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Last Updated : Nov 15, 2019 03:44 PM IST | Source: Moneycontrol.com

Finally for LN Mittal, the road to India is clear

The Indian steel market, despite its recent sluggishness, is among the fastest growing in the world. India, which overtook Japan last year as the world's second largest steel producer, now produces 106 million tonnes of steel, second only to China's 928 million tonnes.

 
 
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LN Mittal can now afford a smile. It's been more than a decade since the billionaire businessman's first tryst with the Indian steel industry.  And now, after jumping through multiple regulatory hoops, Mittal— through his firm ArcelorMittal— is close to owning a steel unit in the country of his birth.

On November 15, the Supreme Court cleared the decks for Mittal, handing banks the power to decide on how the proceeds from ArcelorMittal's bid — Rs 42,000 crore — will be distributed among several creditors.

“We are very pleased with the judgment that our resolution plan has been approved. We look forward to the closing of the acquisition soon,” ArcelorMittal said in a statement.

Close

While announcing third quarter results earlier this month, the company had indicated that it may complete the Essar Steel acquisition in the fourth quarter. ArcelorMittal follows a January-December calendar.

Why India?

A presence in India will help Mittal, who in 1976, had left the country to set up a plant in Indonesia. The Indian steel market, despite its recent sluggishness, is among the fastest growing in the world. India, which overtook Japan last year as the world's second largest steel producer, now produces 106 million tonnes of steel, second only to China's 928 million tonnes.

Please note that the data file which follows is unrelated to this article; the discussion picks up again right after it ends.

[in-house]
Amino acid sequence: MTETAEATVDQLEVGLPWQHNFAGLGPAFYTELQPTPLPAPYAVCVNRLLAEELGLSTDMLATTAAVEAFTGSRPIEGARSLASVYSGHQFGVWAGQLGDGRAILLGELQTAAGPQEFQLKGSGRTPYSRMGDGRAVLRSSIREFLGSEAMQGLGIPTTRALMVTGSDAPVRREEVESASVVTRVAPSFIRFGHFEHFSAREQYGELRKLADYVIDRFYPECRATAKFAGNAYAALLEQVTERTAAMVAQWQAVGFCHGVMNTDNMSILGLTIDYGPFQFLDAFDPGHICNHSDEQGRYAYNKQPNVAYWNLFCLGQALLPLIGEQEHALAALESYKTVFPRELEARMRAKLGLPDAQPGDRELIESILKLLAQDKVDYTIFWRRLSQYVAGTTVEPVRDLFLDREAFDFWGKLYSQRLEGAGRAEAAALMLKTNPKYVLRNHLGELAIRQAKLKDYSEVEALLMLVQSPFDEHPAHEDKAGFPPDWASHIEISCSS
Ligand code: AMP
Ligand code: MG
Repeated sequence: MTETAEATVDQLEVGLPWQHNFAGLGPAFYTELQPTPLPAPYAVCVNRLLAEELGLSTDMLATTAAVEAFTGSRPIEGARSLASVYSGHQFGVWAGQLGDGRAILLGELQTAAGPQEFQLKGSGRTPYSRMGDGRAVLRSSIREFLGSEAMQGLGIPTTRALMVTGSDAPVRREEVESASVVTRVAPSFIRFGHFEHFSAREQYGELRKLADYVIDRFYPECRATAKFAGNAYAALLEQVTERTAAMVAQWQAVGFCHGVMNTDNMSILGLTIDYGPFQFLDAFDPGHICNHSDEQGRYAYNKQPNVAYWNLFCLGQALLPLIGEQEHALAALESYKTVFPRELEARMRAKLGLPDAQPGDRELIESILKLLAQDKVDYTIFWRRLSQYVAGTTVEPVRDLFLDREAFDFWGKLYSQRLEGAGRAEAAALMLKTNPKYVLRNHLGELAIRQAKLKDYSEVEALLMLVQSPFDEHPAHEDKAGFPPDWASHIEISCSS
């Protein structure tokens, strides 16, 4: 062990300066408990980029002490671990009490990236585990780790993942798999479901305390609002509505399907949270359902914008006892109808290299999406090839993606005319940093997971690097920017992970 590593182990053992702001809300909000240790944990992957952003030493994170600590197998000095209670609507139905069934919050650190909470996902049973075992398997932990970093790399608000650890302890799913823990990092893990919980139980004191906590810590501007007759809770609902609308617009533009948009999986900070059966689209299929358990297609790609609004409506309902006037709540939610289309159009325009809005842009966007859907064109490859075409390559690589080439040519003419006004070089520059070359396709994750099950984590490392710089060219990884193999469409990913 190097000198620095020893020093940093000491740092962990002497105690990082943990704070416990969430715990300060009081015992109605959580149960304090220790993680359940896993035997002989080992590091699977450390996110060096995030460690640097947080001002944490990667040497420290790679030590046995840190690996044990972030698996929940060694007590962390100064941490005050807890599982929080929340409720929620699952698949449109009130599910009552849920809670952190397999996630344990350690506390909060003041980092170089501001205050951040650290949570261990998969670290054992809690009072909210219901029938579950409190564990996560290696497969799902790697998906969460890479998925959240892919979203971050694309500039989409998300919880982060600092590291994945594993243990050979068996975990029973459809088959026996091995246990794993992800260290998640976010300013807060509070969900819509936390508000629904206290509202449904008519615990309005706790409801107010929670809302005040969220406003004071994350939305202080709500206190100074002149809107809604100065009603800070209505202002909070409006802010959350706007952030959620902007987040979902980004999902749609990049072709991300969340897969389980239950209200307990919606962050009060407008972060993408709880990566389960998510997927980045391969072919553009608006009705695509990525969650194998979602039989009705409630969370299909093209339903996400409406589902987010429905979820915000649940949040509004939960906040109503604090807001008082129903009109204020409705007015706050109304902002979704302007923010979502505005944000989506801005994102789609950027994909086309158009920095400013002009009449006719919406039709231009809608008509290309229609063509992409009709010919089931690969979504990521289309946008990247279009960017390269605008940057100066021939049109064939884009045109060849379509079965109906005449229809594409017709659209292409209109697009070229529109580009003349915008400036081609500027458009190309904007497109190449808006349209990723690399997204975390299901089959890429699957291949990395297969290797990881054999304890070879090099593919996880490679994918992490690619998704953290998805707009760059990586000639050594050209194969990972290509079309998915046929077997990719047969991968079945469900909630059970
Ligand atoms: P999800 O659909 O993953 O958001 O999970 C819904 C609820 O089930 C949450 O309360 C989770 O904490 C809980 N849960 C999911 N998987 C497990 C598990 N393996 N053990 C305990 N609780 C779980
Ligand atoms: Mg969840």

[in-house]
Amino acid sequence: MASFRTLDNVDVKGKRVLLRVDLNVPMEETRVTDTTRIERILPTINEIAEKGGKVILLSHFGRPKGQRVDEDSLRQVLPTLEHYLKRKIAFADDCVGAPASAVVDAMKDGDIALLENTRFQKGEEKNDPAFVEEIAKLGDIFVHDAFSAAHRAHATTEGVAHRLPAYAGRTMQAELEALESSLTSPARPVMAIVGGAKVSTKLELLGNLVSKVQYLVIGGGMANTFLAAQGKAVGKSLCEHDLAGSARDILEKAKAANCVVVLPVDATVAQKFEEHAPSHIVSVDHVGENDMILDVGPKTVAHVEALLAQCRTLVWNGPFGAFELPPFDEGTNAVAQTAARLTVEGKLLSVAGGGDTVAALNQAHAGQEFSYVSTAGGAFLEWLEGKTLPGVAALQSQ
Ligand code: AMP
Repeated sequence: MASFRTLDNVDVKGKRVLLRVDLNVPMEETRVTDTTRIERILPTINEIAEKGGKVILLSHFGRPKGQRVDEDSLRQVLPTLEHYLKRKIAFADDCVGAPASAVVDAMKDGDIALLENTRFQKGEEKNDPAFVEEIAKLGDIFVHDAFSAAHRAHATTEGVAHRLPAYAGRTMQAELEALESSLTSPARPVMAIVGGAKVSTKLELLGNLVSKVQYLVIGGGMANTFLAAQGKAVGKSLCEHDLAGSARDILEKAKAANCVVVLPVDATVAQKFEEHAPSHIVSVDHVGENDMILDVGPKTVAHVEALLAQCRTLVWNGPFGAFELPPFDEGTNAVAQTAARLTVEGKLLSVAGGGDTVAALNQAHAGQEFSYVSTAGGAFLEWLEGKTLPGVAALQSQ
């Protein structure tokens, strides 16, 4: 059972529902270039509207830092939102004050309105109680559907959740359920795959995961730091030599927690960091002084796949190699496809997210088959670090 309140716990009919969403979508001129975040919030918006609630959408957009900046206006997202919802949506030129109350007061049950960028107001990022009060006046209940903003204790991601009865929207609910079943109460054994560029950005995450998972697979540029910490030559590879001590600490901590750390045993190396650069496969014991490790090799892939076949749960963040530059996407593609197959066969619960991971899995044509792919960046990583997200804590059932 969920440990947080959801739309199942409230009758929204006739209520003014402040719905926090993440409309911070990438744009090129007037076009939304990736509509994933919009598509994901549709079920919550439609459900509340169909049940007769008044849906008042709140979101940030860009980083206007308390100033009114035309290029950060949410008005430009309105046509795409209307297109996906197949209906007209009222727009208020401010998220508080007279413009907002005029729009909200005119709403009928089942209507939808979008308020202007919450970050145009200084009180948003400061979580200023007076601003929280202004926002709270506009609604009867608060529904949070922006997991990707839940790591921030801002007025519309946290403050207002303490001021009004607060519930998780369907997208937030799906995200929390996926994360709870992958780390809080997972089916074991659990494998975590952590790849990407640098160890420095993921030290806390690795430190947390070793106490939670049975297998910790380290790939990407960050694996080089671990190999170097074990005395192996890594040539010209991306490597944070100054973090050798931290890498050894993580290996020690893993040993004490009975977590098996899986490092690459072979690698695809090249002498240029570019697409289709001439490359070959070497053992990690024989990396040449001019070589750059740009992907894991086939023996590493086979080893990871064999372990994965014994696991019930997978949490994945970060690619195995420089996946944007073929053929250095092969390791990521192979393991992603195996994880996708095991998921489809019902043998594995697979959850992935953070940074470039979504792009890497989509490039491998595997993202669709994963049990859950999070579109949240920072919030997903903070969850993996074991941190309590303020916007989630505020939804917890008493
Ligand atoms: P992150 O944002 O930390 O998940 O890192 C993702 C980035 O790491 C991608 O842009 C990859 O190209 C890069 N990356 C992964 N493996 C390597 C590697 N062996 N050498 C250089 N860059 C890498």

But setting up a new plant in India is complicated and time-consuming. Mittal, who now lives in London,  was forced to abandon plans to set up a mega steel plant in Odisha.

In Essar Steel, which has installed capacity to produce 10 million tonnes of steel a year, Mittal gets a facility that is modern, close to the sea and with easy access to raw materials.

There are challenges too. For instance, a considerable part of Essar Steel's capacity needs gas, which is scarce.  And Mittal also needs access to power plants and ports  — at present controlled by the Ruia family — in the facility's vicinity. There is also a slurry pipeline that is mired in litigation.

But these challenges will not deter Mittal, who over the last four decades, fought many a battle to build a steel empire that towers over the rest of the industry.

The global headache

Mittal will have little time to savour his success in India, which has come  after a fierce bidding war with rivals followed by another long drawn battle in the courts.

The global slump in the steel sector has some analysts wondering if the multi-billion dollar acquisition could well turn out to be a winner's curse for his firm like it had for Tata Steel in 2007 when it acquired Corus.  As this Moneycontrol story had earlier outlined, the final price for Essar Steel could be well over the bid of Rs 42,000 crore, and may even cross Rs 60,000 crore.

The hefty bill comes at a time when ArcelorMittal is grappling with weak demand in Europe and has already cut production at several of its units. The weakness is showing in the company's financial performance as well.

Between April to September of this year, Arcelor has reported a net loss of close to $1 billion.

The company has been idling its blast furnaces across operations, and was forced to shut a plant in South Africa. It also backed out of a deal to acquire Italy's largest steel producer.

The situation is not any rosier in India, where steelmakers have been saddled with high inventories resulting from weak demand and soft prices because of the economic slowdown.  Tata Steel and JSW Steel escaped reporting losses in the second quarter, but only because of tax write-backs.

The current environment is a far cry from the time when ArcelorMittal joined the race for Essar Steel in late 2017. Then, the steel industry globally was enjoying robust margins, backed by stable demand.

But for someone who has seen many a steel cycle in his entrepreneurial journey, Mittal knows that a beachhead in India — despite the short-term challenges — will eventually pay off as economic activity picks up again.

 

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First Published on Nov 15, 2019 03:44 pm
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